Based on The PFM Group’s recommendations, Shelby said, the Department of Administrative Services reassigned some existing employees to focus on security and assigned the employees to work at the data center.

It was not a new idea. State auditors at the Secretary of State’s office had been looking into security problems at the data center since December 2014, and were wrapping up their work by the time The PFM Group began its review. Auditors, who had repeatedly identified security problems at the data center dating back to 2006, wrote that “when developing the data center, planners stressed the importance of establishing specific security functions, roles and responsibilities within the data center. However, this did not occur as planned.”

Auditors identified security problems at the data center in six previous public audits and at least as many confidential audits shared only with state officials due to security concerns about the specific details included. A consultant also identified some of the same concerns in 2008. However, the Department of Administrative Services never addressed many of the vulnerabilities, including management problems.

“In earlier audits, we found that management did not resolve security weaknesses because they did not clearly define or communicate security standards, or assign overall responsibility for managing the security function,” auditors wrote in the most recent audit. “Many identified security weaknesses continued to exist simply because nobody had the authority or responsibility to resolve them.”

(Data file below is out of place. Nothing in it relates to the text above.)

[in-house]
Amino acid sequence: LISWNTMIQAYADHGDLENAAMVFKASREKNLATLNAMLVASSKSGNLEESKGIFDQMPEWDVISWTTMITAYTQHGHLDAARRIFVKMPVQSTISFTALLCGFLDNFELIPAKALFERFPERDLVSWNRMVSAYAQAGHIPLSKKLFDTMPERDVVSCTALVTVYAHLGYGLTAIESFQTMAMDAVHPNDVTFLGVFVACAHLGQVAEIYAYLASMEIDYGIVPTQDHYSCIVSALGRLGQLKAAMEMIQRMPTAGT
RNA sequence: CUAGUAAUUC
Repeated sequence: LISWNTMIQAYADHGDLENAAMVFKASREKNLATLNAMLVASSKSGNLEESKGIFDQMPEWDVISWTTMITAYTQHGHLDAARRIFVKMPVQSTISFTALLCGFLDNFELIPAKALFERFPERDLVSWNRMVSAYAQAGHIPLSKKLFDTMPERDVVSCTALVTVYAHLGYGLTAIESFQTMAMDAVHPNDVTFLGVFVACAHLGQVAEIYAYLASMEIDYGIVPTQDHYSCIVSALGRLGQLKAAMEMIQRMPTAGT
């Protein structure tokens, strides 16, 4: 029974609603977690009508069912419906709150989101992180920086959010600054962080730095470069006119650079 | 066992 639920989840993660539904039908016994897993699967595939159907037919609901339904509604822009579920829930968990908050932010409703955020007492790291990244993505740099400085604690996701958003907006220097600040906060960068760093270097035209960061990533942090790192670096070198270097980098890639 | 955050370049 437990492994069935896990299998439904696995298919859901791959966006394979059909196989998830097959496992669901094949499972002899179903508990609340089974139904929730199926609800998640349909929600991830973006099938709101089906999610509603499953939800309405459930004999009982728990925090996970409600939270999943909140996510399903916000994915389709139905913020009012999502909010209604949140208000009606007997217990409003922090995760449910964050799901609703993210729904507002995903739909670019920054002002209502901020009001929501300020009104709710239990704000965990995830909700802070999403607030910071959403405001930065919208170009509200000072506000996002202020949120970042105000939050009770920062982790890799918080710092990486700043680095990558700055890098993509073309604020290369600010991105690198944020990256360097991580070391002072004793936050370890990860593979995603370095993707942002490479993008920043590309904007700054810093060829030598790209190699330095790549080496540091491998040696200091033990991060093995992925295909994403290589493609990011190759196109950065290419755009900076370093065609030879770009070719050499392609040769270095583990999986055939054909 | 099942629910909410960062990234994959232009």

The audit report was released in August, after the Department of Administrative Services finished writing its response to the review.

Unlike The PFM Group, state auditors did identify a long list of technical failures that caused security vulnerabilities at the data center.

For example, the Department of Administrative repeatedly purchased systems to detect cyber intruders but never fully implemented them. The data center also used obsolete devices, including a type of network device that was already outdated when the facility opened in 2006. Obsolete technology is more vulnerable to hackers, because the manufacturers soon stop providing updates to patch vulnerabilities.

“In 2014, the department requested and received additional funds from the Legislature to replace the hardware and other computing equipment,” auditors wrote. “Management indicated that they are hiring contracted staff to accelerate the replacement of the obsolete equipment, but the project will continue well through 2016.”

Meanwhile, The PFM Group continues to work on the new methodology for the Department of Administrative Services to charge other government agencies for technology services. Shelby said the goal is to make it more clear what services agencies receive when they pay for centralized technology services.

“That work needs to be wrapped up by the end of this year because we need to present a new rate structure and budget request to the Legislature in (February),” Shelby wrote in an email.